Ferenc Horvath talked about climate vulnerability of Hungary’s main agro-ecosystems. Horvath’s study group, using various climate scenarios (e.g. ALADIN, RegCM), examined possible environmental impacts on four main types of land (crop lands, grasslands, natural forests, and cultivated forests) for the periods 2021-2050 and 2071-2100.

Zita Bihari’s talk focused on vulnerability and impact studies on healthcare, tourism and critical infrastructure. The main objectives of this project were: to develop a methodology for quantifying the effects of climate change in various sectors; and the integration of produced data layers into the NAGiS database. Specific topics of research carried out within the project included: excess mortality related to heatwaves; risk of road accidents related to wet winter days; and effects of climate conditions on tourism.

Gabriella Szepszo from the Hungarian Meteorological Service, presented the project which developed climate scenarios for different timeframes for use with the NAGiS database. The main objective of the project was the development of a climate model data to provide future climate information for NAGiS; quantification of climate projection uncertainties; provision of climate model data for impact assessments; and training and support to users to apply projection results and uncertainty-related information.   

Day 1: Afternoon session

Several other speakers gave presentations during a busy afternoon session. DHI’s Zsuzsanna Nagy shared results of how NAGiS data can be utilised for different issues, using surface-water data as a model of demonstration. Specifically, she presented details of a case study on a storm water management concept supporting a climate adaptation strategy in Tat and Tokod, two Hungarian municipalities that also took part in an EEA Grants-funded pilot project. Steps of analysis included: data collection; a monitoring campaign; model building and calibration; analysis of the current system; and analysis of the impacts of future developments, suggestions for reconstruction and how to optimise operation. Work on the case study was carried out in cooperation with Norwegian partners (BIOFORSK and Nibbio), EDV and experts from EDUVIZIG.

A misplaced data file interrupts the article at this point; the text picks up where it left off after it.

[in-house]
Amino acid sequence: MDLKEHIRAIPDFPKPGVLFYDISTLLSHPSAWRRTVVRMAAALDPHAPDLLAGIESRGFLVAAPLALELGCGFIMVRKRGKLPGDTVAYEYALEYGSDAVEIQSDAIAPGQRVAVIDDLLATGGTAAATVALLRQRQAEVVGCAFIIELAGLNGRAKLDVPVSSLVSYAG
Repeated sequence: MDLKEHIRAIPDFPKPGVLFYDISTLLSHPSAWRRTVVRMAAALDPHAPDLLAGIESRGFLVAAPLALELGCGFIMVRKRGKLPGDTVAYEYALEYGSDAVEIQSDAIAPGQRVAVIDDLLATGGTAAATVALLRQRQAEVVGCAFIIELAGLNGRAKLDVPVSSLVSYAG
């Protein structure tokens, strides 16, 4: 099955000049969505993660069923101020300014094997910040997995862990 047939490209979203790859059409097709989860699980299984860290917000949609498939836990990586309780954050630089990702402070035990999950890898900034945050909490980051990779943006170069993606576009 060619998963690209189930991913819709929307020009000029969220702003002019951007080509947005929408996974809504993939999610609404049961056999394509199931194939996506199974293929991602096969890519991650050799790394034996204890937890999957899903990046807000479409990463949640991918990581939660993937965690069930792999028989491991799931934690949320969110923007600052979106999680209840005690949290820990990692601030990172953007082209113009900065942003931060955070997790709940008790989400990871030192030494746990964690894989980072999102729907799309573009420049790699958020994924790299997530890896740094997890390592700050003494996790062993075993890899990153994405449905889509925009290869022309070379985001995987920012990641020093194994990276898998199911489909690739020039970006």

Peter Kajner (GGIH) was up next to present the results of NAGiS testing to determine climate change vulnerability in Hungary’s Sárvíz River Valley and the region/city of Aba. The river valley region, according to Kajner, is highly vulnerable to a number of climate change-related threats, such as heat waves, drought, changes in groundwater levels, flash floods and forest fires. While the region features bountiful natural areas teeming with wildlife, roughly 60 percent of area is intensively farmed, which has inevitable negative consequences for the natural areas. The NAGiS system through testing in the area, and has been ultimately useful in developing regional development recommendations.

Andris Viksna is Head of the Forecasting and Climate Department at the Latvian Environment, Geology and Meteorology Centre. Viksna spoke about initial efforts in his country to develop a system for monitoring adaptation to climate change. Citing tourism and health as future climate-related problem areas for Latvia, the speaker praised the level of detail available on the Hungarian NAGiS portal, and mentioned how difficult it can be in many countries, including Latvia, to acquire third-party data for such a comprehensive database.